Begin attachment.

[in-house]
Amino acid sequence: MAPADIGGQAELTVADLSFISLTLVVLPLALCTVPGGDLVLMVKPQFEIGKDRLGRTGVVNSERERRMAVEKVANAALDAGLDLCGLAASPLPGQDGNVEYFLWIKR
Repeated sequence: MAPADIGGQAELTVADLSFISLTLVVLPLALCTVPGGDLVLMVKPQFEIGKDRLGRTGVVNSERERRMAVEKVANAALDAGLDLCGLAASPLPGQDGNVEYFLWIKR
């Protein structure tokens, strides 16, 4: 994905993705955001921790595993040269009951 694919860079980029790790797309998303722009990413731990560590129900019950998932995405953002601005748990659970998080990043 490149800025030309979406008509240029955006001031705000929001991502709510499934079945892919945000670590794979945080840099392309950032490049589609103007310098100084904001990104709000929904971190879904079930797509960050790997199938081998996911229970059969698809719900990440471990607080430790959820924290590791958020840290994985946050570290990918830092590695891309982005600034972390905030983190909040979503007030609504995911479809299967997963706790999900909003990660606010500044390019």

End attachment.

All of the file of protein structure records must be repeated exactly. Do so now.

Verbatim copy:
[in-house]
Amino acid sequence: MAPADIGGQAELTVADLSFISLTLVVLPLALCTVPGGDLVLMVKPQFEIGKDRLGRTGVVNSERERRMAVEKVANAALDAGLDLCGLAASPLPGQDGNVEYFLWIKR
Repeated sequence: MAPADIGGQAELTVADLSFISLTLVVLPLALCTVPGGDLVLMVKPQFEIGKDRLGRTGVVNSERERRMAVEKVANAALDAGLDLCGLAASPLPGQDGNVEYFLWIKR
């Protein structure tokens, strides 16, 4: 994905993705955001921790595993040269009951 694919860079980029790790797309998303722009990413731990560590129900019950998932995405953002601005748990659970998080990043 490149800025030309979406008509240029955006001031705000929001991502709510499934079945892919945000670590794979945080840099392309950032490049589609103007310098100084904001990104709000929904971190879904079930797509960050790997199938081998996911229970059969698809719900990440471990607080430790959820924290590791958020840290994985946050570290990918830092590695891309982005600034972390905030983190909040979503007030609504995911479809299967997963706790999900909003990660606010500044390019």